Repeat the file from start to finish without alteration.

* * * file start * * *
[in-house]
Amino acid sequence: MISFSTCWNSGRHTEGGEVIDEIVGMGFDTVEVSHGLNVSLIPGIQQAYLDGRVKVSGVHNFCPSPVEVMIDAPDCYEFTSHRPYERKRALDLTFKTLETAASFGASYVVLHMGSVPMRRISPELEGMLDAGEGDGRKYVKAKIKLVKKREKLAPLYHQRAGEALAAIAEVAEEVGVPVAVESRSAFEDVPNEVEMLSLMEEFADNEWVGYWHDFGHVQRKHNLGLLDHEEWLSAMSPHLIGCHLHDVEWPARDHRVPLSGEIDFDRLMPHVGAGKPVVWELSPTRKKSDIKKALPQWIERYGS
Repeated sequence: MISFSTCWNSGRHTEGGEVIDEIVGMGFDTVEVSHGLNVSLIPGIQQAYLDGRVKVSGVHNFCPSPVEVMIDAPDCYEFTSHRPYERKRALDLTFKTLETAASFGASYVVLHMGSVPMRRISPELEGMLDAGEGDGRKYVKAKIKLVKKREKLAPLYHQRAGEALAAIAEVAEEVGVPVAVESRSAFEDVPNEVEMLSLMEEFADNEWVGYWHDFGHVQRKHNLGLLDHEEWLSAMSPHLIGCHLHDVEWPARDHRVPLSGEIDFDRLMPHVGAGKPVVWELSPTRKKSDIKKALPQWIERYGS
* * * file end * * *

[in-house]
Amino acid sequence: MISFSTCWNSGRHTEGGEVIDEIVGMGFDTVEVSHGLNVSLIPGIQQAYLDGRVKVSGVHNFCPSPVEVMIDAPDCYEFTSHRPYERKRALDLTFKTLETAASFGASYVVLHMGSVPMRRISPELEGMLDAGEGDGRKYVKAKIKLVKKREKLAPLYHQRAGEALAAIAEVAEEVGVPVAVESRSAFEDVPNEVEMLSLMEEFADNEWVGYWHDFGHVQRKHNLGLLDHEEWLSAMSPHLIGCHLHDVEWPARDHRVPLSGEIDFDRLMPHVGAGKPVVWELSPTRKKSDIKKALPQWIERYGS
Repeated sequence: MISFSTCWNSGRHTEGGEVIDEIVGMGFDTVEVSHGLNVSLIPGIQQAYLDGRVKVSGVHNFCPSPVEVMIDAPDCYEFTSHRPYERKRALDLTFKTLETAASFGASYVVLHMGSVPMRRISPELEGMLDAGEGDGRKYVKAKIKLVKKREKLAPLYHQRAGEALAAIAEVAEEVGVPVAVESRSAFEDVPNEVEMLSLMEEFADNEWVGYWHDFGHVQRKHNLGLLDHEEWLSAMSPHLIGCHLHDVEWPARDHRVPLSGEIDFDRLMPHVGAGKPVVWELSPTRKKSDIKKALPQWIERYGS